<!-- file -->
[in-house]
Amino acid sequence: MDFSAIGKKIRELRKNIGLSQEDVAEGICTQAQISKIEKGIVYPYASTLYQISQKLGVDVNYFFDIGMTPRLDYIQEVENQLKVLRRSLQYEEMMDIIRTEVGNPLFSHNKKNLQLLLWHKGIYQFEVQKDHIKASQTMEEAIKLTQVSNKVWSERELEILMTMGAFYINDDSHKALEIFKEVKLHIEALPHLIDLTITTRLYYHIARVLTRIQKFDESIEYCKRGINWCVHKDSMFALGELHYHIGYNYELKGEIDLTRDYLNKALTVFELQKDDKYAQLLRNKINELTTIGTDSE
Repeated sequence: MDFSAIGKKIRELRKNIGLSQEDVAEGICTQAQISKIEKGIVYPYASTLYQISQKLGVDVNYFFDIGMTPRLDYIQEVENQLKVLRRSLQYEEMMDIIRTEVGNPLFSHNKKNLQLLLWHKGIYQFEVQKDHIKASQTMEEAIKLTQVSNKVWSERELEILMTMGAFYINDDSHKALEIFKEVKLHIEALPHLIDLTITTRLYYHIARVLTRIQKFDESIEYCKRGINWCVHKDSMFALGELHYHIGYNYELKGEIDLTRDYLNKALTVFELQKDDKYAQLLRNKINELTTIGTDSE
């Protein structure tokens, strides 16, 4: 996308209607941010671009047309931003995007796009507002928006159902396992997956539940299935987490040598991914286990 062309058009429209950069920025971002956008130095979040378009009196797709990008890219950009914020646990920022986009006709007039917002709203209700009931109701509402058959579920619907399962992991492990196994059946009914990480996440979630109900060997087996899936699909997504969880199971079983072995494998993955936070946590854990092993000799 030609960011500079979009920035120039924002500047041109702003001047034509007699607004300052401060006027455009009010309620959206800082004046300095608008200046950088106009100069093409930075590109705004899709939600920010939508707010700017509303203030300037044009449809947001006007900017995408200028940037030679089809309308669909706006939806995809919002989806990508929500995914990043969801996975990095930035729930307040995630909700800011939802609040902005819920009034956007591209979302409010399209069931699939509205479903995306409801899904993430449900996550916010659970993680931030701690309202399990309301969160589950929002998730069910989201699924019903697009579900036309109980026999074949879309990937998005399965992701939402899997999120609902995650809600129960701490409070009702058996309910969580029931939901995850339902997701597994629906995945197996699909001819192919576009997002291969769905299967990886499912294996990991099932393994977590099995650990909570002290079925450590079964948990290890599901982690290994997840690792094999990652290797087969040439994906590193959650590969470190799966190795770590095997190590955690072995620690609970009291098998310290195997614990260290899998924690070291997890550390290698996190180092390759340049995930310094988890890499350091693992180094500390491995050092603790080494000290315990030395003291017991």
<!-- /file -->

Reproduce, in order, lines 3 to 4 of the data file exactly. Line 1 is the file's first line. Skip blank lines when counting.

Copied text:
Repeated sequence: MDFSAIGKKIRELRKNIGLSQEDVAEGICTQAQISKIEKGIVYPYASTLYQISQKLGVDVNYFFDIGMTPRLDYIQEVENQLKVLRRSLQYEEMMDIIRTEVGNPLFSHNKKNLQLLLWHKGIYQFEVQKDHIKASQTMEEAIKLTQVSNKVWSERELEILMTMGAFYINDDSHKALEIFKEVKLHIEALPHLIDLTITTRLYYHIARVLTRIQKFDESIEYCKRGINWCVHKDSMFALGELHYHIGYNYELKGEIDLTRDYLNKALTVFELQKDDKYAQLLRNKINELTTIGTDSE
């Protein structure tokens, strides 16, 4: 996308209607941010671009047309931003995007796009507002928006159902396992997956539940299935987490040598991914286990 062309058009429209950069920025971002956008130095979040378009009196797709990008890219950009914020646990920022986009006709007039917002709203209700009931109701509402058959579920619907399962992991492990196994059946009914990480996440979630109900060997087996899936699909997504969880199971079983072995494998993955936070946590854990092993000799 030609960011500079979009920035120039924002500047041109702003001047034509007699607004300052401060006027455009009010309620959206800082004046300095608008200046950088106009100069093409930075590109705004899709939600920010939508707010700017509303203030300037044009449809947001006007900017995408200028940037030679089809309308669909706006939806995809919002989806990508929500995914990043969801996975990095930035729930307040995630909700800011939802609040902005819920009034956007591209979302409010399209069931699939509205479903995306409801899904993430449900996550916010659970993680931030701690309202399990309301969160589950929002998730069910989201699924019903697009579900036309109980026999074949879309990937998005399965992701939402899997999120609902995650809600129960701490409070009702058996309910969580029931939901995850339902997701597994629906995945197996699909001819192919576009997002291969769905299967990886499912294996990991099932393994977590099995650990909570002290079925450590079964948990290890599901982690290994997840690792094999990652290797087969040439994906590193959650590969470190799966190795770590095997190590955690072995620690609970009291098998310290195997614990260290899998924690070291997890550390290698996190180092390759340049995930310094988890890499350091693992180094500390491995050092603790080494000290315990030395003291017991």